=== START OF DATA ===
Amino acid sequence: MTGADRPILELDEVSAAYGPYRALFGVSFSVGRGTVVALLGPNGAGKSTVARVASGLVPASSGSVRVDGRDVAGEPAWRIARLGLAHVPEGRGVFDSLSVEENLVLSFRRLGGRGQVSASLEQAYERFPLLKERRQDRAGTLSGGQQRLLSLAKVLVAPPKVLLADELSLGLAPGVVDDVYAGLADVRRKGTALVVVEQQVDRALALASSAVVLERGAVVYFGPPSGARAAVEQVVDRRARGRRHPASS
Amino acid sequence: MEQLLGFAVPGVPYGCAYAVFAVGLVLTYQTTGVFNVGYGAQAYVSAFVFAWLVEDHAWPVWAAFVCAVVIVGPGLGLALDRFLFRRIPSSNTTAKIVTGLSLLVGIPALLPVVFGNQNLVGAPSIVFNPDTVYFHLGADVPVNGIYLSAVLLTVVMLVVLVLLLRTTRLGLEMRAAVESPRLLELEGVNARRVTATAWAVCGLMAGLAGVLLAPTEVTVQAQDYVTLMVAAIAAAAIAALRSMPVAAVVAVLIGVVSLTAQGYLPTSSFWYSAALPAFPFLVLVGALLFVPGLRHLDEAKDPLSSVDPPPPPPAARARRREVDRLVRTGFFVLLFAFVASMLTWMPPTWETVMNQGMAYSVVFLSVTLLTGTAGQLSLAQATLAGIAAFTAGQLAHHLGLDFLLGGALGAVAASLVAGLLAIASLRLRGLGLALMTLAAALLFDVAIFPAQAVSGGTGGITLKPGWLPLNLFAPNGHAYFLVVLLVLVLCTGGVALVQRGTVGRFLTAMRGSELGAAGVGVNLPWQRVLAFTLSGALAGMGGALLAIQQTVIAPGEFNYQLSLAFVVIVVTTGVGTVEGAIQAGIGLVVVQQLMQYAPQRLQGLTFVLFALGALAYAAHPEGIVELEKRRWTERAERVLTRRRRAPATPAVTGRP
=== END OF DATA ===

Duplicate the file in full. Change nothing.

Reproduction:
Amino acid sequence: MTGADRPILELDEVSAAYGPYRALFGVSFSVGRGTVVALLGPNGAGKSTVARVASGLVPASSGSVRVDGRDVAGEPAWRIARLGLAHVPEGRGVFDSLSVEENLVLSFRRLGGRGQVSASLEQAYERFPLLKERRQDRAGTLSGGQQRLLSLAKVLVAPPKVLLADELSLGLAPGVVDDVYAGLADVRRKGTALVVVEQQVDRALALASSAVVLERGAVVYFGPPSGARAAVEQVVDRRARGRRHPASS
Amino acid sequence: MEQLLGFAVPGVPYGCAYAVFAVGLVLTYQTTGVFNVGYGAQAYVSAFVFAWLVEDHAWPVWAAFVCAVVIVGPGLGLALDRFLFRRIPSSNTTAKIVTGLSLLVGIPALLPVVFGNQNLVGAPSIVFNPDTVYFHLGADVPVNGIYLSAVLLTVVMLVVLVLLLRTTRLGLEMRAAVESPRLLELEGVNARRVTATAWAVCGLMAGLAGVLLAPTEVTVQAQDYVTLMVAAIAAAAIAALRSMPVAAVVAVLIGVVSLTAQGYLPTSSFWYSAALPAFPFLVLVGALLFVPGLRHLDEAKDPLSSVDPPPPPPAARARRREVDRLVRTGFFVLLFAFVASMLTWMPPTWETVMNQGMAYSVVFLSVTLLTGTAGQLSLAQATLAGIAAFTAGQLAHHLGLDFLLGGALGAVAASLVAGLLAIASLRLRGLGLALMTLAAALLFDVAIFPAQAVSGGTGGITLKPGWLPLNLFAPNGHAYFLVVLLVLVLCTGGVALVQRGTVGRFLTAMRGSELGAAGVGVNLPWQRVLAFTLSGALAGMGGALLAIQQTVIAPGEFNYQLSLAFVVIVVTTGVGTVEGAIQAGIGLVVVQQLMQYAPQRLQGLTFVLFALGALAYAAHPEGIVELEKRRWTERAERVLTRRRRAPATPAVTGRP